Gareth Rusling, Begbies Traynor

Member Article

Business distress in Lincolnshire up by 3% amid Government financial measures to reduce covid impact – with the worst still to come

Government initiatives to protect business from the effects of lockdown and the coronavirus have helped to minimise financial problems among Lincolnshire businesses, which had increased by 3% to affect almost 5,600 firms in the second quarter of 2020, compared with Q2 of 2019, according to the latest research from leading independent insolvency and restructuring business advisory firm Begbies Traynor.

Published today (24July 2020), the Red Flag Alert data from Begbies Traynor reveals that in Lincolnshire 184 more businesses were in financial trouble by the end of June this year than at the same time in 2019. The 3% increase in ‘significant’ business distress, referring to businesses with relatively minor financial problems, such as having CCJs of less than £5,000 filed against them, or showing a marked deterioration in key financial indicators, is expected to rise significantly in the coming months. Temporary court closures during the pandemic are feared to be holding back a flood of businesses that are likely to fall into deeper financial distress.

Across the UK, distress rose by 9% year on year to affect 527,000 businesses. With 33,000 more firms in trouble than at the start of this year, the Red Flag Alert research has now recorded seven consecutive quarters of increasing distress, marking the longest period of increased distress since the start of 2014.

Gareth Rusling, who heads Begbies Traynor’s Lincolnshire offices in Lincoln, Scunthorpe and Grimsby, said that although the region had not yet seen large-scale increases in business distress, the severe effects of the pandemic were unlikely to become apparent until Q3. “Although relatively few Lincolnshire businesses have fallen into financial distress since the start of the coronavirus crisis, the true severity of the situation is being concealed by the current inaction on insolvent and distressed businesses in the courts.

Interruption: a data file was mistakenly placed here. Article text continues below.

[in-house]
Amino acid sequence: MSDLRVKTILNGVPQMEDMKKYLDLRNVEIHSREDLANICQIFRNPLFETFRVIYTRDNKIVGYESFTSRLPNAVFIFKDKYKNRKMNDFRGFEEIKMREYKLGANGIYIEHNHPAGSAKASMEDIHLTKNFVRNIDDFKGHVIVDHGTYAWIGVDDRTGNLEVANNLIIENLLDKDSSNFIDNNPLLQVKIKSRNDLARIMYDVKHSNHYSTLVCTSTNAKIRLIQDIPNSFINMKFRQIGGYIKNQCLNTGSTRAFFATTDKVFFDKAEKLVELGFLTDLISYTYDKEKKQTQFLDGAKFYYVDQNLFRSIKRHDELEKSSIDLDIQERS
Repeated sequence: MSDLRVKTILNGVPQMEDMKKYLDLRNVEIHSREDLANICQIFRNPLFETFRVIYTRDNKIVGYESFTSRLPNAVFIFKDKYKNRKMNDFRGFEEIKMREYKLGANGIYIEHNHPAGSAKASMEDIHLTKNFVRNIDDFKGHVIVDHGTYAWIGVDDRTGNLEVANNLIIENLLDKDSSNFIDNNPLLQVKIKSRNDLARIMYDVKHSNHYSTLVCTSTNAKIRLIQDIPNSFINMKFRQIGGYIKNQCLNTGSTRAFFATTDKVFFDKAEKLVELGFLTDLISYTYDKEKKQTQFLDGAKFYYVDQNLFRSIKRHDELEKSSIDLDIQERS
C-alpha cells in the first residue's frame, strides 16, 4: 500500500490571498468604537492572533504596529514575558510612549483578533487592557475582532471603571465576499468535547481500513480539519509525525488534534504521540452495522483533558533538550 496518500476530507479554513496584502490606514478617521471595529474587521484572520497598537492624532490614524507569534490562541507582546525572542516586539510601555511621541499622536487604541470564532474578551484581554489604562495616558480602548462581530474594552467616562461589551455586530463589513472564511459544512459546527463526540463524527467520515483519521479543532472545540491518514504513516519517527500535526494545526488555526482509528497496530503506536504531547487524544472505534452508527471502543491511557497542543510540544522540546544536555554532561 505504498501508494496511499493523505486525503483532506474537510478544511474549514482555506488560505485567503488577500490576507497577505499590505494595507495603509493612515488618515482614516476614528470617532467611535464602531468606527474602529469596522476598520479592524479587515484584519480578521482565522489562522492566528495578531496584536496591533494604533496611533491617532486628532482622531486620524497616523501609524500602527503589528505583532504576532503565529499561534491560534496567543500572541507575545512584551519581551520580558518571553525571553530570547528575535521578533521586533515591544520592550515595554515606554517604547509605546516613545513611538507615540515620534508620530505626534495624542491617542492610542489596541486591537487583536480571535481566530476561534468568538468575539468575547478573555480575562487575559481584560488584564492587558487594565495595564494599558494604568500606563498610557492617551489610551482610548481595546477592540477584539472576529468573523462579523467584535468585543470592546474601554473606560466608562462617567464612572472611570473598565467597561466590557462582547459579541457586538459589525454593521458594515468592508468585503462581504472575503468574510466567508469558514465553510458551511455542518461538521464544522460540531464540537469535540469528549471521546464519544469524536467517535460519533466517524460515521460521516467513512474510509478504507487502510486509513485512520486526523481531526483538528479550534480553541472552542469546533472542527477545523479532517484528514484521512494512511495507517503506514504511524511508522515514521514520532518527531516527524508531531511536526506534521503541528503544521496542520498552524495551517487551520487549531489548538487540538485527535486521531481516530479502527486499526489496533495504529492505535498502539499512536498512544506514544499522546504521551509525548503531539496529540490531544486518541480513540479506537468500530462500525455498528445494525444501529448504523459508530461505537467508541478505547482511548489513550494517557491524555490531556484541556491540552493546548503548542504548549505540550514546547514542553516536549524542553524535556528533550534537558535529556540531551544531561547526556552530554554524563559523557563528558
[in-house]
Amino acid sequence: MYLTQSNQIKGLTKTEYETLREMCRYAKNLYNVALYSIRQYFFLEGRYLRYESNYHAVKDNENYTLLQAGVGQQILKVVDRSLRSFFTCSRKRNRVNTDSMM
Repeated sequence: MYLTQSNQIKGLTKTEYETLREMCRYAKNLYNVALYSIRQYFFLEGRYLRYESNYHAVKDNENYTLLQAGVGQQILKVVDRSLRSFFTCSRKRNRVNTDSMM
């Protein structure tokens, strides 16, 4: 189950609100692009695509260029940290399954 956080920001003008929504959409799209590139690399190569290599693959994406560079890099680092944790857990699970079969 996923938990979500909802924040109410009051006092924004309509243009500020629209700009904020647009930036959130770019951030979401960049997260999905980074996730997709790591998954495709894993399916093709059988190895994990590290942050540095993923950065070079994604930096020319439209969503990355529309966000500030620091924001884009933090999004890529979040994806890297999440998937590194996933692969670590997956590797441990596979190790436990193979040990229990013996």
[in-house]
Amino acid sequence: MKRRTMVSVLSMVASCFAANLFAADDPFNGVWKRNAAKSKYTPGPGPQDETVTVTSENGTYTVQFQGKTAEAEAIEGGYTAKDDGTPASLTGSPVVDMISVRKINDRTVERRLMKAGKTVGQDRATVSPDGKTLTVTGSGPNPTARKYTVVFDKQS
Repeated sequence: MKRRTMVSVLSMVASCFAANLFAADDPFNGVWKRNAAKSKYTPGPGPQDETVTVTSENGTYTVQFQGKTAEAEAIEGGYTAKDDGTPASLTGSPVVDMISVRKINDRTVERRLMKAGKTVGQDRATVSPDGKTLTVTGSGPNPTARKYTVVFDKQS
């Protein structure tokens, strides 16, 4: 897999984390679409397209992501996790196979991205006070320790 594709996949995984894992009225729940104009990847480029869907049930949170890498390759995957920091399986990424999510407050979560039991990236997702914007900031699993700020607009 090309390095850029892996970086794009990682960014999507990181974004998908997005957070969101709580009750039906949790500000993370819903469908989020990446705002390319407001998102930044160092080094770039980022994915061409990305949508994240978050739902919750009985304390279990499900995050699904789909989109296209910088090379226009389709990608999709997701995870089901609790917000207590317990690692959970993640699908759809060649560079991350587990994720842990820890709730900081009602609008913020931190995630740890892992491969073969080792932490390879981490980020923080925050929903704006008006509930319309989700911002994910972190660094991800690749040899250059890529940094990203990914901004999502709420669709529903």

“Once the furlough scheme is phased out, court actions have restarted and tax deferrals are due for repayment, on top of the demands of new loans and rent quarter days, we are likely to see the real impact of the pandemic. It looks likely that businesses will be fighting against a rising tide of distress that will get worse before it gets better.”

Of the business sectors in Lincolnshire showing the biggest increases in distress in Q2 2020 compared to Q2 2019, sports and health clubs was one of the hardest hit, with a 20% rise and 128 businesses affected. This was followed by industrial transportation, (up by 15%), printing and packaging, and food and drink production (both up 11%).

Mr Rusling added: “Businesses that have the capital and the ability will need to restructure if they are to survive, on the assumption that the world we now live in is here to stay for the foreseeable future. They cannot afford to operate on the unrealistic hope that a return to normality is just around the corner and so seeking professional advice as soon as possible may be essential in order to weather the storm.”

This was posted in Bdaily's Members' News section by Melanie Rice .

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